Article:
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Mentoring in Sweden: A Narrative of Agreements and Fading Aways
University of Gävle, Faculty of Education and Business Studies, Department of Educational sciences, Educational science, Curriculum studies. (IT i Lärande)ORCID iD: 0000-0002-5592-2964
2019 (English)In: Abstract book, NERA 2019, 2019, p. 963-964Conference paper, Oral presentation with published abstract (Refereed)
Abstract [en]

In the Swedish society, mentoring is an issue which involves many stakeholders,including (a) the two teachers unions, as defenders of teachers rights, (b) school owners andmunicipals, as locally responsible for the schools and teachers and thus for mentoring, (c) TheSwedish National Agency for Education as a supporting authority and as responsible for theimplementation of standards the newly qualified teachers are evaluated against. Universities andteacher education institutions are not generally regarded as stakeholders even though they havedelivered some education for mentors. However, like in the other Nordic countries, teacherinduction is a complex ecosystem with different intentions and interests.In Sweden there have been some important milestones when comes to the formal implementation ofmentoring. In 1995, a national agreement was reached between the Swedish Association of LocalAuthorities and the two teachers’ unions (the Nation-al Union of Teachers in Sweden and theSwed-ish Teachers’ Union) emphasising school development. One component in this agreement wasthat it gave new teach-ers the right to be supported by a mentor and to participate in an inductionprogramme. However, it took some years until the issue of mentoring became more widespreadaround the millennium-shift, partly due to a feared lack of teachers, but after some years the issue ofmentoring started to lose momentum (Fransson, 2012). A second milestone was the 2008government proposal of a national mandatory induction system, with mentoring, a probationary yearand the registration of teachers as central components (SOU, 2008:52, Government bill, 2010). Inthe system, newly qualified teachers were expected to have a mentor and at the same time beingevaluated by the principal who decided whether or not the teacher was suitable enough to berecommended to earn the Teacher Registration. The reform, implemented in 2010 -2012 putmentoring in the foreground through legislation and boosted mentoring for NQTs. However, in mid2014 the principals’ evaluation of the NQTs was abolished and the teacher registration was earnedwhen graduation from teacher education. This lead to mentoring became less prioritized, even964though there are still obvious needs for it.The most actual challenge at the moment is to prove why mentoring should be put higher on the listof preferences of the educational challenges among a number of many issues calling for attention.Another issue which must be highlighted is the need and importance of education of mentors. As aconclusion, I suggest that the issue of mentoring has lately buried under other ‘more important’issues to a great extent, and the ecological niche for mentoring, so to speak, seems to have fadedaway even though the legislation is in place.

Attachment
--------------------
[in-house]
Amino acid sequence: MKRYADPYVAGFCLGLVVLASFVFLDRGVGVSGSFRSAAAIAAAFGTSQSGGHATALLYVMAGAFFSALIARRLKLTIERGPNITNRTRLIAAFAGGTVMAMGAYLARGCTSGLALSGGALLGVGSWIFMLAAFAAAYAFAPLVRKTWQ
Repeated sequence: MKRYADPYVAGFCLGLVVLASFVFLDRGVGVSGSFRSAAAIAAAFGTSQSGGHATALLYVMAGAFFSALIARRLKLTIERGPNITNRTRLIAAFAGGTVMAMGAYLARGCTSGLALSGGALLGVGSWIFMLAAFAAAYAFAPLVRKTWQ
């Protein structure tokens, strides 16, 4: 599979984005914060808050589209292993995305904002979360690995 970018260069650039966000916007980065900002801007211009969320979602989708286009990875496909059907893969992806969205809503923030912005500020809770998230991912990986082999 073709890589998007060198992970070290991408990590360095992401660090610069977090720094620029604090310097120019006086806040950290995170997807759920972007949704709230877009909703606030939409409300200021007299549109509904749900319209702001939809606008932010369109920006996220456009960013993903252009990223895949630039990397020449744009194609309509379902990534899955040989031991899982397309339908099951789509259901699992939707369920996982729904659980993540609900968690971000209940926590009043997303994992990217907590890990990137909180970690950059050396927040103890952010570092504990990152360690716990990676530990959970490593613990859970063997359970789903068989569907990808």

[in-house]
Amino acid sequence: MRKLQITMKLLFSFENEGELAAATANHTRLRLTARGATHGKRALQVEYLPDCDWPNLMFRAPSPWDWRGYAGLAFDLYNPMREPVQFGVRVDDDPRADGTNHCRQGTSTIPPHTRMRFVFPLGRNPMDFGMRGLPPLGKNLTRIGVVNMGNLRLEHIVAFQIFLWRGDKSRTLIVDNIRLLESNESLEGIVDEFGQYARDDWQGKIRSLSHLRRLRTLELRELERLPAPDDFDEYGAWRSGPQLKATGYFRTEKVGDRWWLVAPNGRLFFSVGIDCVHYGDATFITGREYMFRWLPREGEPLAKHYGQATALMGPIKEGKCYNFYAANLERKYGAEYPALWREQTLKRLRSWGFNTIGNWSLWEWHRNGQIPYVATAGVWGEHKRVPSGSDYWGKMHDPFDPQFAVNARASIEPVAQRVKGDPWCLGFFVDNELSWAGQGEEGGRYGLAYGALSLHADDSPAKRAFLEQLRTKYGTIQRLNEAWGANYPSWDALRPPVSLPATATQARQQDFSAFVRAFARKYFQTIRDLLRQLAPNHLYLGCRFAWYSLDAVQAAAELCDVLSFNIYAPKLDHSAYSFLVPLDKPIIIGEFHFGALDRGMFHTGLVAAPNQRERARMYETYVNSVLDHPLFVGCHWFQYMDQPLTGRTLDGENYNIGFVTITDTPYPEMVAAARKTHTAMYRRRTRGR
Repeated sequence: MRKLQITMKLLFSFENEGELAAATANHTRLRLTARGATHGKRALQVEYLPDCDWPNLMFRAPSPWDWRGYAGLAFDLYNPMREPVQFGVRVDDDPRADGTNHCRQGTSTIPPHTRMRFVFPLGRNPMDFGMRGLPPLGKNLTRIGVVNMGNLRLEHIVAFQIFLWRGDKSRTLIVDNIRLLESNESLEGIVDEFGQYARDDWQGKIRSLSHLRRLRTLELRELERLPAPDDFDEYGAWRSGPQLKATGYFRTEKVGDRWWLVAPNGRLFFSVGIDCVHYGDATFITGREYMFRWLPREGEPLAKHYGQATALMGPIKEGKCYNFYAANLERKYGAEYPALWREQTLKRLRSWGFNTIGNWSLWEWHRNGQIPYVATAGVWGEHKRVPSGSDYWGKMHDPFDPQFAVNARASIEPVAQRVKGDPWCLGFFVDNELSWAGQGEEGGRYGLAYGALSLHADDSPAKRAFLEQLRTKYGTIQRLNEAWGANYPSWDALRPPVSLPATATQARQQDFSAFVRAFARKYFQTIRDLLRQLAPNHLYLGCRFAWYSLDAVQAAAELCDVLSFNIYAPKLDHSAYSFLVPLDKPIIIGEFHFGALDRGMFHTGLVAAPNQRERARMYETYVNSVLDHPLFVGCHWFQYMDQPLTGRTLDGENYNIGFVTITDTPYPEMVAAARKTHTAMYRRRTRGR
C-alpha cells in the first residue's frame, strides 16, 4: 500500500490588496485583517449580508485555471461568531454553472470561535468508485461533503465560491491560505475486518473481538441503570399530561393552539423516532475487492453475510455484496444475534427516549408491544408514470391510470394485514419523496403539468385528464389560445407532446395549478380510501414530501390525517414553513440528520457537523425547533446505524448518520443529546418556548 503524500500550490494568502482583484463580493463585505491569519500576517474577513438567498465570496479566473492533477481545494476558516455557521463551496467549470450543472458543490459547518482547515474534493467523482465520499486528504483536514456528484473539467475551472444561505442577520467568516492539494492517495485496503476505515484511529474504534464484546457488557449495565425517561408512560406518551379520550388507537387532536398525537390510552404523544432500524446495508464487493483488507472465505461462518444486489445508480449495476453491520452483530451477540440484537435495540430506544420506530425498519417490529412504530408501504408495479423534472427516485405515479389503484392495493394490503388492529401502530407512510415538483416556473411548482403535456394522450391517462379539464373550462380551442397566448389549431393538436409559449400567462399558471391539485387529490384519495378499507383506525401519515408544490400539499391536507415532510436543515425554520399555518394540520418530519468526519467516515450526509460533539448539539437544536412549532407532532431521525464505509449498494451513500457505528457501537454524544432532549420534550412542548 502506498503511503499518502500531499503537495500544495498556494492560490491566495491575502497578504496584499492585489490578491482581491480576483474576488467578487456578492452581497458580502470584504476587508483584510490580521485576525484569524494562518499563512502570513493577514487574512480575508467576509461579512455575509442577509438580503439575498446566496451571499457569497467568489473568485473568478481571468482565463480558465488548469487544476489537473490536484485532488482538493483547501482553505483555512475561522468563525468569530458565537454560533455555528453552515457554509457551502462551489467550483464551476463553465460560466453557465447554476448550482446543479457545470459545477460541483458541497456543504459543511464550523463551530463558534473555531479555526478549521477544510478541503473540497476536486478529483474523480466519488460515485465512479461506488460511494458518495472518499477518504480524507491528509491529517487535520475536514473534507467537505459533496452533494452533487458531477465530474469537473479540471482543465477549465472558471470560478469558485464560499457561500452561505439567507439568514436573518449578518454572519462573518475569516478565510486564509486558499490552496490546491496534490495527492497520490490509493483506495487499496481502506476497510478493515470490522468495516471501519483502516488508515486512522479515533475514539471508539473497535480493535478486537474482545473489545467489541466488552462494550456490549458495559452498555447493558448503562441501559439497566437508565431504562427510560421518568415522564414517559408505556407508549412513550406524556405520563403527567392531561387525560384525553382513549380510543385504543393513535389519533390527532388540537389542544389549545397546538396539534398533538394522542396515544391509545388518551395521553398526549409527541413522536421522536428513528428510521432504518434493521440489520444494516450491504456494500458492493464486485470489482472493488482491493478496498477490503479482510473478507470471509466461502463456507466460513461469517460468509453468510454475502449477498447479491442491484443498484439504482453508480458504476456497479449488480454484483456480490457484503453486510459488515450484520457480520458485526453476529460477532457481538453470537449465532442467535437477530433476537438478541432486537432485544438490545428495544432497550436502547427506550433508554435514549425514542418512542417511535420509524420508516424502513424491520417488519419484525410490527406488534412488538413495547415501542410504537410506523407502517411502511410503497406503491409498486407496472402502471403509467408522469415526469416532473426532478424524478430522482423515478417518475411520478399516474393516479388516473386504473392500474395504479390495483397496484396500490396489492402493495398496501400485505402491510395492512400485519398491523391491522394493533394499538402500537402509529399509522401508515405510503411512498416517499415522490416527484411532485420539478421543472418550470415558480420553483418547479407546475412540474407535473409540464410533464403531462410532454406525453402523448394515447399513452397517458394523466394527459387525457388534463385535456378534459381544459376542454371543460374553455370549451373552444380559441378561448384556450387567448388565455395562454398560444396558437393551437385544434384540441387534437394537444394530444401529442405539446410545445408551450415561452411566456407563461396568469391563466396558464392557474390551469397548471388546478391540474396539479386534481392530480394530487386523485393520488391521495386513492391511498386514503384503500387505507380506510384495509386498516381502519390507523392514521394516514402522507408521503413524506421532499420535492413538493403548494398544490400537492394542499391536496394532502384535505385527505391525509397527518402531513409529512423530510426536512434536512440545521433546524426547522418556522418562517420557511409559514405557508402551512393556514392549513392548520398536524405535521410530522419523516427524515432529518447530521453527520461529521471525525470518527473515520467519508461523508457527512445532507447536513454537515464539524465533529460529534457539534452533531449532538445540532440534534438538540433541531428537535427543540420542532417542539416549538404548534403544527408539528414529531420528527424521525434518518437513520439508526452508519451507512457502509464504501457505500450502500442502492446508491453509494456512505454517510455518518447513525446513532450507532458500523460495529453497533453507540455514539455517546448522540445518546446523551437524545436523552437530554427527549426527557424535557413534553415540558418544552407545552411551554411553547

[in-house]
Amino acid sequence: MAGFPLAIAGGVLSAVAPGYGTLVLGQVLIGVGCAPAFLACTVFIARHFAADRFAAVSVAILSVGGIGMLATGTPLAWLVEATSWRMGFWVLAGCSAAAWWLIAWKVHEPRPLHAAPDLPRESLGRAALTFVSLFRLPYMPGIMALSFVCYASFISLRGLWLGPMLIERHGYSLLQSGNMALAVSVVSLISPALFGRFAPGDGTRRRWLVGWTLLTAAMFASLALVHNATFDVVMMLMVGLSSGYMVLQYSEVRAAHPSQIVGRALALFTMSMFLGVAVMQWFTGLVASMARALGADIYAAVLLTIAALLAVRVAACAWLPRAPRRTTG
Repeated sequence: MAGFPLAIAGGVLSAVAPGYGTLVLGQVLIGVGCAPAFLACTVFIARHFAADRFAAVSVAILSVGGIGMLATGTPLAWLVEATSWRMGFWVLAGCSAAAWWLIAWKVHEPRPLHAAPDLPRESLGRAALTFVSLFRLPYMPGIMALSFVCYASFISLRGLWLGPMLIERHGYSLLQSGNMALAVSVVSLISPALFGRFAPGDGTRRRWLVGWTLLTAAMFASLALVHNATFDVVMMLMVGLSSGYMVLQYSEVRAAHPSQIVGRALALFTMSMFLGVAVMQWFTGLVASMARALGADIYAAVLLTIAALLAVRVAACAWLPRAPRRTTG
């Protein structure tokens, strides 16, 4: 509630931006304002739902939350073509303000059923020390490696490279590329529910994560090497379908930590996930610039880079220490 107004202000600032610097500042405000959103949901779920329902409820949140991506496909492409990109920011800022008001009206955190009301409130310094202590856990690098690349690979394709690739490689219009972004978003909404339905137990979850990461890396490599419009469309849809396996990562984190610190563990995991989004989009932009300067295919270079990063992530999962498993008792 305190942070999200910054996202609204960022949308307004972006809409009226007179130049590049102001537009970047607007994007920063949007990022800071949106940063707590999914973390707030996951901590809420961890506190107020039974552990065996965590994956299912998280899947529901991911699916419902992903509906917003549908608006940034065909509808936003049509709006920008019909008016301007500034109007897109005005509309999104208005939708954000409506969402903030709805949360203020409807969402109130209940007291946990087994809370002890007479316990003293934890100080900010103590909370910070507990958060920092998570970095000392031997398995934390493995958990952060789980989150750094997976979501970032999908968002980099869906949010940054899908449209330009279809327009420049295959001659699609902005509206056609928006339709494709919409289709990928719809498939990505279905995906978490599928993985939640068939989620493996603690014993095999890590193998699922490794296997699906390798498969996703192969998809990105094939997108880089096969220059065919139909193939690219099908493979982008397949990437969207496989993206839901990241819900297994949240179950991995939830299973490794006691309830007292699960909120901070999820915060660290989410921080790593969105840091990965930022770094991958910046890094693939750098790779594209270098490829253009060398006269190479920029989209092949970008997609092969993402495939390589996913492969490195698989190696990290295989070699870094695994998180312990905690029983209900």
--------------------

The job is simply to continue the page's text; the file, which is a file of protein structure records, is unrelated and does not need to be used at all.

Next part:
Place, publisher, year, edition, pages
2019. p. 963-964
Keywords [en]
Teacher registration, induction, mentoring
National Category
Educational Sciences Didactics
Identifiers
URN: urn:nbn:se:hig:diva-30929OAI: oai:DiVA.org:hig-30929DiVA, id: diva2:1369744
Conference
NERA 2019, 6–8 Mars 2019, Uppsala, Sweden.
Projects
inductionAvailable from: 2019-11-12 Created: 2019-11-12 Last updated: 2019-11-19Bibliographically approved

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https://www.nera2019.com/wp-content/uploads/sites/36/2019/03/abstract-book-nera-2019-03-06.pdf

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Fransson, Göran

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